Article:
Canada has never seen what Vancouver just witnessed.
Japanese dance. Western opera.
One extraordinary story. Together.
From the immortal Nöh drama Sumidagawa, two modern tellings.
~ Natsu Nakajima’s butoh dance, Sumida River
~ Benjamin Britten’s chamber opera, Curlew River
We crossed five centuries and two cultures, and told the story of a woman driven mad by the loss of her child. It was agonizing and beautiful.
Nakajima’s Sumida River starred the legendary butoh artist Denise Fujiwara as Madwoman.
Britten’s Curlew River starred the extraordinary young Canadian tenor Isaiah Bell as Madwoman, joined by John Minágro, Sam Marcaccini, Joel Klein, eight members of the Vancouver Cantata Singers, and a professional orchestra.
Stage direction was by John Wright, scenography by Robert Gardiner, and costume design by Marti Wright. We have posted the 32-page Sumidagawa / Curlew programme book. It was edited by Harvey De Roo and designed by Sandra Hanson.
Inspired by the 15th century Japanese masterwork Sumidagawa, this unique double bill was a Canadian event premiere. It offered gorgeous music, deeply eloquent dance, and a vision of the Vancouver we are becoming.
* Almost unbearably beautiful.
* Tenor Isaiah Bell, as the Madwoman, sang fervently with a varied palette and much eloquence.
-- Elissa Poole, The Globe and Mail
-- Hilary Clark, Opera Canada
* Magical, very enriching, captivating, mesmerizing…
-- Joy Coghill
*What a fantastic show. A delight to see, a delight to hear. Bravo orchestra. In a way, a grim evening, but so powerful that it didn't matter... I am hardly a dance enthusiast, but Sumidagawa worked fabulously, too.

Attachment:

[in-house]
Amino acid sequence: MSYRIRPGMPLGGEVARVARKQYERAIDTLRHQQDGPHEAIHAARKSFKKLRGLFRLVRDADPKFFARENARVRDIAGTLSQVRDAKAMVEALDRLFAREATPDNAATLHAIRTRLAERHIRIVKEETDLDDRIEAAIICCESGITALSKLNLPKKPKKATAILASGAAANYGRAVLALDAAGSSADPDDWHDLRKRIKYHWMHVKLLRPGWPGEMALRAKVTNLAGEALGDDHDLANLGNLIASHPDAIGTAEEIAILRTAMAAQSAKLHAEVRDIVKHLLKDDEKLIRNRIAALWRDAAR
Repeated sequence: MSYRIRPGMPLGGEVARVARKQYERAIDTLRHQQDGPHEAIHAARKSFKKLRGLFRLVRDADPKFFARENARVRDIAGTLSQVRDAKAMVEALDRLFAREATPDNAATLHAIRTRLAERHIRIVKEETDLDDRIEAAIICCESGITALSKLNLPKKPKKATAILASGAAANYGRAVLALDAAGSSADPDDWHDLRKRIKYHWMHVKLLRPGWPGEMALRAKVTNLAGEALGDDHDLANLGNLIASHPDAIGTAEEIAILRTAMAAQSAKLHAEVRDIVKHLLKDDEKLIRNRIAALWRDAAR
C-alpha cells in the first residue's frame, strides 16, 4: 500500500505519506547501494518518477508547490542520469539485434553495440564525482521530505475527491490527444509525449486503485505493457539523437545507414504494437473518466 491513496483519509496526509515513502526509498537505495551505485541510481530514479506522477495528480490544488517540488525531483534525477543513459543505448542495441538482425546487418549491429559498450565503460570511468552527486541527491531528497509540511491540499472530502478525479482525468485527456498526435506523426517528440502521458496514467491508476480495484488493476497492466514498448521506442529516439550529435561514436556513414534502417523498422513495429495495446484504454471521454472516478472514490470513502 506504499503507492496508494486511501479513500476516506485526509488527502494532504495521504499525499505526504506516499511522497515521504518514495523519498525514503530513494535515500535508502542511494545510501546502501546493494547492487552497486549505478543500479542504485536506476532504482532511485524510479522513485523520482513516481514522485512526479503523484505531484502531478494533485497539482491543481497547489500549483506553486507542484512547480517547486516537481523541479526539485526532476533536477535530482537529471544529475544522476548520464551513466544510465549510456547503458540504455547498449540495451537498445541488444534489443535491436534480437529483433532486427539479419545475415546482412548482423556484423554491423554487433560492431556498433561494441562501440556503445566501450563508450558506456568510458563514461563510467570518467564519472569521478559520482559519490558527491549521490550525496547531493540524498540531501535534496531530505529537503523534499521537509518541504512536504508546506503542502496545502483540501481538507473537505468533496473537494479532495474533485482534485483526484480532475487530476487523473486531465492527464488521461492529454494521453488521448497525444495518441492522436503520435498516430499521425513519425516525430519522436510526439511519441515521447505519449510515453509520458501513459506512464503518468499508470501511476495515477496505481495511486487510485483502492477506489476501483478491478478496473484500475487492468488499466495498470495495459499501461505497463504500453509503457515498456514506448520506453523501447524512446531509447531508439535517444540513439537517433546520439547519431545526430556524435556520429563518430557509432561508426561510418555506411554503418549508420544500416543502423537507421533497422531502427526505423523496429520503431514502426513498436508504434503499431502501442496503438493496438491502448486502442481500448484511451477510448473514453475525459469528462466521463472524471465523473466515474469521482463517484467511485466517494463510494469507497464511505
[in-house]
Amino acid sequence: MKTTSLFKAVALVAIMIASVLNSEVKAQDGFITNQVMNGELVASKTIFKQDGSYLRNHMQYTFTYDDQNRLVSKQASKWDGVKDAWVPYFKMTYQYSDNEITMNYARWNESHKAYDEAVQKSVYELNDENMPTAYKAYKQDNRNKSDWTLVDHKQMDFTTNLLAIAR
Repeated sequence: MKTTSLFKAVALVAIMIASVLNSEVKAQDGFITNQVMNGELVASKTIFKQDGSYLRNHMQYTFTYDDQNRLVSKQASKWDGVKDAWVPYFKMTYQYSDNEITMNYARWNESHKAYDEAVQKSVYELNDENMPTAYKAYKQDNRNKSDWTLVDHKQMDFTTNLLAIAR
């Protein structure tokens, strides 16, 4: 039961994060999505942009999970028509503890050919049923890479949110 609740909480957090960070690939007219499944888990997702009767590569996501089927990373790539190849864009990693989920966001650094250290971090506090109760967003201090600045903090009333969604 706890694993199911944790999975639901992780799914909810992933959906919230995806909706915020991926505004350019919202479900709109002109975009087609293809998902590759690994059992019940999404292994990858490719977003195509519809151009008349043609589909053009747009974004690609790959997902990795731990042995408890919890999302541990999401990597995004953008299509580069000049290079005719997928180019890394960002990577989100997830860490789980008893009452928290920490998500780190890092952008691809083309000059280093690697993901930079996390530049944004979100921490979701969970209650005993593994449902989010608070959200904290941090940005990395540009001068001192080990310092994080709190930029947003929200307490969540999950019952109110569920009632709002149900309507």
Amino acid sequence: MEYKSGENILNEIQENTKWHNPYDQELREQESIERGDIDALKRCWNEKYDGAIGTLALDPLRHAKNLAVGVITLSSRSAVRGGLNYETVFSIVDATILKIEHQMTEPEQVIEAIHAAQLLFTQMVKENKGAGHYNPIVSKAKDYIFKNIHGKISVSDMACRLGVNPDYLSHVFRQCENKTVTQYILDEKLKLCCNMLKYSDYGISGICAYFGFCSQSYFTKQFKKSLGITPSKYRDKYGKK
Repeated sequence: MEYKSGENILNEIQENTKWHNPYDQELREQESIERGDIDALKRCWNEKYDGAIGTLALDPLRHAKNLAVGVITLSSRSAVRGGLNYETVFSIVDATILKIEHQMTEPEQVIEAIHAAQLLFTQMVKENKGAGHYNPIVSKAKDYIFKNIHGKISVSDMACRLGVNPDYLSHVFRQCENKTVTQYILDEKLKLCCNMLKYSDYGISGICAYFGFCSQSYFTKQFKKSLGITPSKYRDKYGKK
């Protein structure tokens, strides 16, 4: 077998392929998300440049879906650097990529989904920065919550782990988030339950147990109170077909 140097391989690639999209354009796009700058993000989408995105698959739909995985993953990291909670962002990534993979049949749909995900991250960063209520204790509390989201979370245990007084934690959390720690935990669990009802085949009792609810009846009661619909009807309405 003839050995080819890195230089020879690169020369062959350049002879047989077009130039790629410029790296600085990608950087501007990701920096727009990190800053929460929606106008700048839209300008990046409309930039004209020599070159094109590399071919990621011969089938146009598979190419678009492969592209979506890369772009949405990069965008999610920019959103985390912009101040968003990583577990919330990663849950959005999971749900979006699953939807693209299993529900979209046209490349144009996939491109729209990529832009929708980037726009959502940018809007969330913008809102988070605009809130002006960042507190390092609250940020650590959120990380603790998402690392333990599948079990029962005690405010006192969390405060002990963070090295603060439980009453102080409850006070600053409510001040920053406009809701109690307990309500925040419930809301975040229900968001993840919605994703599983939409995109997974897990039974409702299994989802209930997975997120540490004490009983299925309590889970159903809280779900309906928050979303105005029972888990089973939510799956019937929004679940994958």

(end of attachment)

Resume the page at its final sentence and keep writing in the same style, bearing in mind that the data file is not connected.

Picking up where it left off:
-- George Zukerman
* Juro Motomasa’s Noh play featured the Toronto butoh artist Denise Fujiwara, whose modern performance was freighted with an intense, ritual, hieratic slowness designed as if to delay time down to speeds and meanings beyond temporal reality.
* This was a powerful telling of the story with a uniformly strong cast of singers… A perfect production.
-- Lloyd Dykk, The Georgia Straight
* I enjoyed the performance last Friday night thoroughly, thoroughly, it was a great treat for me – and such inspiration. Thank you so much. Seeing the performances of the two artists performing the madwomen was a deeply moving experience – tremendously sad but of such beauty I wished it would never end. The images are planted deeply into my heart. I am so glad, glad, glad you are doing the work you are doing.
-- Savannah Walling, Vancouver Moving Theatre
* This is an honest production grappling with a complex and enigmatic work.
* … confident playing from flute, horn and percussion made Britten’s detailed, difficult score shine out with all the pathos and power latent in this remarkable fusion of East and West.
* Tenor Isaiah Bell is up to almost everything Britten throws at him in the pivotal role of the Madwoman, from stark passages with only a glimpse of instrumental support to extravagant descants floating over complex ensemble numbers that mark critical points in the often austere score.
-- David Gordon Duke, The Vancouver Sun
* I almost hesitate to write for fear my words of praise will be inadequate to describe last night's production. I think I should just say it was one of the most powerful, moving experiences I have ever had in the theatre, and I so admire City Opera Vancouver for its vision and courage in staging a presentation that bridged such an enormous cultural gap so successfully.
-- Rosemary Cunningham, author, Bravo! The History of Opera in British Columbia
* Tenor Isaiah Bell as the Madwoman was breathtaking. He sustained an intensity of emotion which never toppled into hysteria. His restrained gestures, like the Madwoman’s simple, haunting curlew motif in the music, slowly built suppressed tension and let Britten’s music work its magic.
-- Elizabeth Paterson, Review Vancouver
This was a co-production of City Opera Vancouver, UBC Theatre & Film, and Blackbird Theatre. It was endorsed by explorASIAN, Nikkei Place, the Japanese Language School and Hall, The Bulletin of the Japanese-Canadian Citizens' Association, the Powell Street Festival, UBC Asian Studies, the UBC Alumni Association, and the Vancouver International Song Institute / VISI. It was sponsored by the many friends of City Opera Vancouver.